A couple of years ago, when I was a college student spending roughly $30-40 on groceries on week, my dad offered to let me pick a few recipes for us to make together. I picked this coconut shrimp recipe I had pinned ages before.

I used a recipe from howsweeteats.com called crunchy coconut chicken fingers (with peach honey mustard), and we toiled in the kitchen for waaaaaay longer than it should have taken. I felt like it was time to try it again, especially because my husband grew up on chicken fingers.


I’m at the point now where I’m just proud of myself for actually making some of the recipes I pin, and I’m not developing my own unless you count me substituting breadcrumbs for panko because that’s what I have. (That doesn’t count, btw. At least I think. Try as I might, I haven’t found a code of conduct for blog etiquette.)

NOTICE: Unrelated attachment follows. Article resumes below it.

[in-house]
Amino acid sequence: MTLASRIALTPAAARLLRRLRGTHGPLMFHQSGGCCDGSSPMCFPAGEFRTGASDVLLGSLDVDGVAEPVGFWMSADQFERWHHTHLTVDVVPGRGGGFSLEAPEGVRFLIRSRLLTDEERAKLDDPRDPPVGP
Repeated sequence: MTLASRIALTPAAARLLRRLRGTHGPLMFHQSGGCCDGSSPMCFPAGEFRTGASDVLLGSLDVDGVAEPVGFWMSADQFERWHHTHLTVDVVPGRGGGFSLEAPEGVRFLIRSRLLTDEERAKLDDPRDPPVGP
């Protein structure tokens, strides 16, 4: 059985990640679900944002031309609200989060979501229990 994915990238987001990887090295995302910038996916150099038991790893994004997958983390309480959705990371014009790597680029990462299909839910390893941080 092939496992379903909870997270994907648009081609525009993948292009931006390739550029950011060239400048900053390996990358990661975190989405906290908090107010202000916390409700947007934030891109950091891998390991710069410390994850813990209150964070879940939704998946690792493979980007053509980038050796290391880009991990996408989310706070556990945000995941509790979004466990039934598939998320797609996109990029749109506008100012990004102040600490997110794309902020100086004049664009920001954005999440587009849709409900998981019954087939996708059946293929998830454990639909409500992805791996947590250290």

We paired the chicken with a 50/50 spring mix and greens with sliced tomatoes, avocado, and onion, drizzled in Ken’s Steakhouse Light Options Honey Mustard. I couldn’t get a proper picture of the salad before Will devoured it, but that combination is our go-to for side salads. This is how I feel about that honey mustard dressing, though. I wish I had vats of it.

haley mustard.jpg

Give the recipe a try and let me know if you like it! It’s coconutty and moist and delish.



lifestyle- slowing down and unplugging